biofuels have often been billed as the silver bullets of climate change. In recent times, however, their benefits have come under scrutiny. One analysis suggests that clearing forests and savannah to grow biofuels releases vast amount of carbon into the atmosphere, far more than the carbon spared from the atmosphere by substituting fossil fuels with biofuels.
Plant-based fuels were originally touted as better than fossil fuels because the carbon released from their burning was said to be balanced by the carbon absorbed when the plants grew. But the recent study has claimed this equation misses out on the destruction of natural carbon sponges to grow plants for biofuels. It was published in the journal Science (Vol 319, February 29, 2008).
The researchers calculated ghg emissions as a result of the 56 billion litres of biofuel projected to be used in the us by 2016. This will require bringing 10.8 million hectares of additional land under biofuel crops. "If this land comes out of forest or grassland, there is a quick release of carbon as a result of removing vegetation and tilling the soil," says T Searchinger, professor at Princeton University's Woodrow Wilson School, the paper's lead author.
The researchers found that in 2015 ghg emissions could indeed reduce by 20 per cent from current levels if global biofuel use projections are met--but only when emissions due to land use change were not factored in. Once such change was accounted for, ghg emissions from corn-based fuels rose by 93 per cent and emissions by biomass-based ethanol increased to 50 per cent compared to current fossil fuel use.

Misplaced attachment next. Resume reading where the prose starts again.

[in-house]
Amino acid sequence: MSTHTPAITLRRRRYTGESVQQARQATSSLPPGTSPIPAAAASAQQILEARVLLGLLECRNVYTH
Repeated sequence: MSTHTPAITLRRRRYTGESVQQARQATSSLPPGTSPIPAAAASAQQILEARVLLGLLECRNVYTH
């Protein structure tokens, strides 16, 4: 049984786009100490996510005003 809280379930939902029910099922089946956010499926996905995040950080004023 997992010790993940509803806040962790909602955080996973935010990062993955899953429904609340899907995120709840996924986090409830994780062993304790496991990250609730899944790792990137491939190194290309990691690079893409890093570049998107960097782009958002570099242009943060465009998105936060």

At the University of Leicester researchers punctured the claim of the biofuel lobby that palm oil helps fight global warming, especially when plantations are raised in tropical peats--swamps or moors. They showed that producing a tonne of palm oil on peats generates 15 to 70 tonnes of co2 over 25 years due to decomposition of vegetation and emission from fires associated with land clearance.
Biofuel crops received further bad press when a study published in the Proceedings of the National Academy of Sciences (published online on March 10, 2008) showed that meeting the us' 2016 ethanol demand from corn could worsen the Gulf of Mexico's dead zone--an area with very low oxygen. The study used a computer model to show that nitrogen pollution in the Mississippi and Atchafalaya rivers, which flow into the Gulf of Mexico, could increase by 10-35 per cent from the refuse of fertilizers used to grow corn.
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